“The Weekend Wanderer” is a weekly curated selection of news, stories, resources, and media on the intersection of faith and culture for you to explore through your weekend. Wander through these links however you like and in any order you like.
“Policies, Persons, and Paths to Ruin: Pondering the Implications of the 2020 Election” – John Piper, Pastor Emeritus at Bethlehem Baptist Church, set of a mild Twitter-storm when this article released because of sections like this: “this is a long-overdue article attempting to explain why I remain baffled that so many Christians consider the sins of unrepentant sexual immorality (porneia), unrepentant boastfulness (alazoneia), unrepentant vulgarity (aischrologia), unrepentant factiousness (dichostasiai), and the like, to be only toxic for our nation, while policies that endorse baby-killing, sex-switching, freedom-limiting, and socialistic overreach are viewed as deadly.” Or this: “When a leader models self-absorbed, self-exalting boastfulness, he models the most deadly behavior in the world. He points his nation to destruction. Destruction of more kinds than we can imagine. It is naive to think that a man can be effectively pro-life and manifest consistently the character traits that lead to death — temporal and eternal.” While I may disagree with certain aspects of Piper’s theology, I was encouraged by his words here that show his consistency over the years (as opposed to other evangelical leaders who have changed their approach from one President to the next) and keep us rooted in the Word of God and kingdom citizenship.
“Deaths From Nigeria Protests Now 56 With Crackdown, Amnesty Says” – We are not the only nation dealing with conflict related to political and social tensions. Nigeria, one of the most stable and robust nations in sub-Saharan Africa has trembled with protests related to police brutality in the country’s largest city, Lagos. Please pray for this situation in Nigeria, which Amnesty International now says has resulted in 56 deaths. “‘Victims include protesters and thugs who were allegedly hired by the authorities to confront the protesters,’ Isa Sanusi, a spokesman for the group in Nigeria, said in an emailed statement. ‘In many cases the security forces had used excessive force in an attempt to control or stop the protests.'”
“Today’s Crises Have Multiplied and Exposed Trauma: How Will the Church Respond?” – One of my biggest concerns as we head into the winter of this pandemic is how we deal with mental health challenges in this time. Diane Langberg speaks directly to that pressing challenge: “We are living in times of trauma, surrounded by confusion, threats and unrest. The COVID-19 pandemic and outcries against racial injustice profoundly impact our world, our nation, our churches, our neighborhoods and our homes. It is disruptive and unsettling. And if we’re honest, we feel vulnerable. In fact, we are vulnerable. But the threats are not merely external. We face internal threats as well. Many are anxious or depressed or grieving. Others are full of anger. There is no end in sight.”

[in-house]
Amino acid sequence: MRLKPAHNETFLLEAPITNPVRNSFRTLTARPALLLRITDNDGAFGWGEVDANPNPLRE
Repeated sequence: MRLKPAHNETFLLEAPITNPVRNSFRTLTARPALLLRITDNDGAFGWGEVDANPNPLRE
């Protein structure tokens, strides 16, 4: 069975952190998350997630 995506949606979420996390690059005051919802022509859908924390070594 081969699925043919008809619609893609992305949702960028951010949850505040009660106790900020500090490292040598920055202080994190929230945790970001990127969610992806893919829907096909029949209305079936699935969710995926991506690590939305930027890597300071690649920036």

“Bioethics must recognize ‘we are made for love and friendship,’ scholar argues” – At last part of the reason we are struggling with trauma these days is the radical changes to our relationships. This is not just an accident of human experience but a vital part of how we are made. Because God is a relational Being, He has made humans as relational beings as well. O. Carter Snead, Professor of Law and Director of the de Nicola Center for Ethics and Culture at the University of Notre Dame, argues for something similar in his his new book, What It Means to Be Human: The Case for the Body in Public Bioethics. In contrast to the prevailing hyper-individualized approach to ethics which downplays the body in relation to personal decisions, Snead calls for a recovery of the significance of embodiment in anthropology and in the realm of bioethics. This interview with Charles C. Camosy for Crux gives some insight into the direction of his argument.
“Turks and Armenians Reconcile in Christ. Can Azeris Join Them?” – The recent tensions between Armenia and Azerbaijin over the disputed Nagorno-Karabakh region has captured our attention recently, but has a long history. When there is a long history of pain and tension, is it possible for reconciliation of relationship to happen? Jayson Casper reports on this helpful parallel of the relational healing that occurred between Turks and Armenians as an example of what could happen for Azeris and Armenians. May God help us.
“Died: Thomas Howard, Author Who Said ‘Evangelical Is Not Enough'” – Thomas Howard passed away this past week. He was one of the evangelicals who walked the Canterbury Trail to Anglicanism and eventually swam the Tiber to become Roman Catholic. He told the tale in several books, most notable Evangelical Is Not Enough and Lead, Kindly Light. Along the way, Howard left us a treasure of historic recovery of liturgy and a beautiful engagement with literature that is a wonderful legacy.
Music: The Fearless Flyers, “Assassin.”
[I do not necessarily agree with all the views expressed within the articles linked from this page, but I have read them myself in order to make me think more deeply.]